Text Analysis of Lord of the Flies (1954, William Golding)

by Ross Grainger
by Ross Grainer

Text Analysis of Lord of the Flies

Symbols, objects and motifs


The conch

In colour the shell was deep cream, touched here and there with fading pink. Between the point, worn away into a little hole, and the pink lips of the mouth, lay eighteen inches of shell with a slight spiral twist and covered with a delicate, embossed pattern.

The conch, or shell, represents law, order and civilisation.

Ralph and Piggy come upon the shell early in chapter one as they are exploring the island alone. Piggy tells Ralph that he knows someone who had a similar shell and called it a conch. He adds that they are very valuable, and that blowing into the hole in the right way produces a powerful sound. Piggy is convinced that if Ralph blows on the conch the other boys will hear the sound and come to them. They will then be able to have a meeting.

Due to his asthma, Piggy can’t breathe strongly enough. He teaches Ralph to breathe from his diaphragm. After a few failed attempts, the shell sounds, a ‘deep, harsh note’ that booms across the island, scattering birds from the treetops. Ralph blows again. Soon the other boys come out of the jungle and approach Ralph and Piggy.

As the man who both possesses and sounded the shell, Ralph has power and authority in the eyes of the other boys. In the election for chief that follows the first gathering, Ralph is elected over Jack thanks mainly to the fact that he owns the shell.

In the next meeting, Ralph decides that only the person holding the conch can speak. Jack is never comfortable with this rule. When he decides to ignore it, the descent into savagery accelerates unstoppably.

Although Ralph sounds the shell, it is Piggy who is most committed to its invisible power. Aware of his physical limitations (short-sighted, overweight, asthmatic, unable to swim), Piggy is determined to maintain an ordered system in which every boy has an equal right to speak. He frequently says “I’ve got the conch!” when the other boys, increasingly weary of obeying the rules, try to silence him. Fittingly, the conch and Piggy, the last remaining barriers between savagery and civilisation, are destroyed by a single boulder.

The word ‘conch’ comes from the Greek

Top 5 Classic Horror Films You (Probably) Didn’t Know Were Based on Books!

Many classic and well-known films have originated from books. Goodfellas, for one, is based on Wiseguy: Life in a Mafia Family by Nicholas Pileggi, a non-fiction account of the life of real-world mobster Henry Hill. Even Die Hard – arguably one of the most “Hollywood” films to ever grace the silver screen – was largely birthed from Roderick Thorp’s thriller Nothing Lasts Forever. more “Top 5 Classic Horror Films You (Probably) Didn’t Know Were Based on Books!”

Thoughts on… An Appreciation of Children’s Literature panel

by Emma Sewell
by Emma Sewell

bath_festThis Bath Children’s Literature Festival talk was all about how brilliant children’s writing is. For those of you who didn’t know that, it’s a fact. Editor Danny Hahn hosted and was joined by authors David Almond (the man who has won pretty much everything), Sally Gardner and Pushkin Press publisher Adam Freudenheim.

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Review: Liar and Spy

by Ross Grainger
by Ross Grainger

A triple word winner of a book.


Winner of the 2013 Guardian Children’s Fiction Prize and longlisted for the 2014 CILIP Carnegie Medal, Liar and Spy, by Rebecca Stead, is set in the author’s hometown of New York City. It’s “the same square mile of Brooklyn where I’ve lived all my life,” says the story’s narrator and protagonist, Georges. Yes, that’s right, Georges with an S, as in Georges Seurat, the 19th century French neo-Impressionist painter. “Here’s a piece of advice you will probably never use,” says our middle school hero: “If you want to name your son after Georges Seurat, you could call him George, without the S. Just to make his life easier.”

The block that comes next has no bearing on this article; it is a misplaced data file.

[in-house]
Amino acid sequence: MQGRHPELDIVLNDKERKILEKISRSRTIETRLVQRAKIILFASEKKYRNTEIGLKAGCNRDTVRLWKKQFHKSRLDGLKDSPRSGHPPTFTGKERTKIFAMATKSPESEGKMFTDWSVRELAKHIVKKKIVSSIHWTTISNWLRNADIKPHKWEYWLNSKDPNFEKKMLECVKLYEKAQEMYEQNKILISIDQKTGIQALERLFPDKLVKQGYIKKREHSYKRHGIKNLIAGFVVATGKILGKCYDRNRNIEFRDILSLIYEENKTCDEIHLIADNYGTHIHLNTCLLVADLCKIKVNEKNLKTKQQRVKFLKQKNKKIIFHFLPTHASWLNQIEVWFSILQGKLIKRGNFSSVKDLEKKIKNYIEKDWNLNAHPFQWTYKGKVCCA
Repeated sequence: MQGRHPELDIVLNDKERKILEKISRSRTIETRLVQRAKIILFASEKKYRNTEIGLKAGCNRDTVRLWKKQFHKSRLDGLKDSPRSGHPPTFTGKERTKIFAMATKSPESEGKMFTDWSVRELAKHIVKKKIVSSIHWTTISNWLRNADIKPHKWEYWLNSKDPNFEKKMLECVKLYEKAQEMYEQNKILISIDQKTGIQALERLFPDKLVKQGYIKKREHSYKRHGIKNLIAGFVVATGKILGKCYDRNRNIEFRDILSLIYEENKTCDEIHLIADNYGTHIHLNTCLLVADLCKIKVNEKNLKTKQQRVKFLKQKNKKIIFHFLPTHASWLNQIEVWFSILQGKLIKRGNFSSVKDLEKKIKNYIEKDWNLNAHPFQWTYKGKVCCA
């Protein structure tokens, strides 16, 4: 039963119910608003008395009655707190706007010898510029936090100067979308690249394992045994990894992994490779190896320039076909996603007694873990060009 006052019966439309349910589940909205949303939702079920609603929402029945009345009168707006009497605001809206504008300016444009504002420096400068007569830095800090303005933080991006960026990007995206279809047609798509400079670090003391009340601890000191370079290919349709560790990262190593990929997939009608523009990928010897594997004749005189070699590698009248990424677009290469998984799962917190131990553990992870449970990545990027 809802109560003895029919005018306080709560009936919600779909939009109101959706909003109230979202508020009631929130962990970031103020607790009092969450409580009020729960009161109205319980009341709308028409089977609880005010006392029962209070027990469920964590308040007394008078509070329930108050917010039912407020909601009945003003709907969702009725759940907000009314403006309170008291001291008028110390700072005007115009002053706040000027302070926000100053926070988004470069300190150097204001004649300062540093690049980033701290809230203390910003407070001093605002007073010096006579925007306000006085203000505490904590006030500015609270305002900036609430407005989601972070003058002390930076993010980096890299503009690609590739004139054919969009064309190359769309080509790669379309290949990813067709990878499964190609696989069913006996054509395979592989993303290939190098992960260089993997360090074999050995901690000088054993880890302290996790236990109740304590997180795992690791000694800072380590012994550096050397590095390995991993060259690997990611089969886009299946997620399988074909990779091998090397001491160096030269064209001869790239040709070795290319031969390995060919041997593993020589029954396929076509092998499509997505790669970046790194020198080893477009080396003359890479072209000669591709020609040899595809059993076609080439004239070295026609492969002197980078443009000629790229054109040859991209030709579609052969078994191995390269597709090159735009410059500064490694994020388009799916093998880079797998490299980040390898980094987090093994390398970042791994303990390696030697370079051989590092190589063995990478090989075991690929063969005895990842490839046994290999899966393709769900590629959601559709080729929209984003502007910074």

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Introducing TECbook: Our approach to creating an eBook platform for education

by Ian Grainger
by Ian Grainger


Our primary intention when designing TECbook was for it to be easy to use for both teaching and learning. For us, ease-of-use is crucial. If you present someone with a complex product that has far too many features and options, it can be quite daunting. We wanted to make sure getting a student started didn’t require an I.T. department to intervene, or students to pre-register in any way. more “Introducing TECbook: Our approach to creating an eBook platform for education”

Thoughts on… The Writers’ Creative Journey panel

by Emma Sewell
by Emma Sewell


I wasn’t sure what to expect from this panel at the Bath Children’s Literature Festival 2015: a discussion with three writers who have all come out of the Bath Spa University MA in Writing for Young People course. I worried it was just going to be a plug for the course. It was, but only because the three authors were so inspiring that if they’d had a sign up sheet outside I think everyone would have run out shouting “shut up and take my money!” In the end, though, this talk on writers’ creative journey was very good.

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Review: Dangerous Boys

by Emma Sewell
by Emma Sewell

It all comes down to this


Chloe knows where she’s going in life, it’s planned and she’s got everything ahead of her. That is until her Dad drops a bombshell and she is left dealing with the aftermath. As family loyalty is first in her mind she works out a way to stay and look after her distraught Mother, sacrificing her one way out of their tiny town. Then she meets Ethan, a sweet boy, who is sweet on her. He’s supportive when she needs it and life doesn’t quite seem so bleak.
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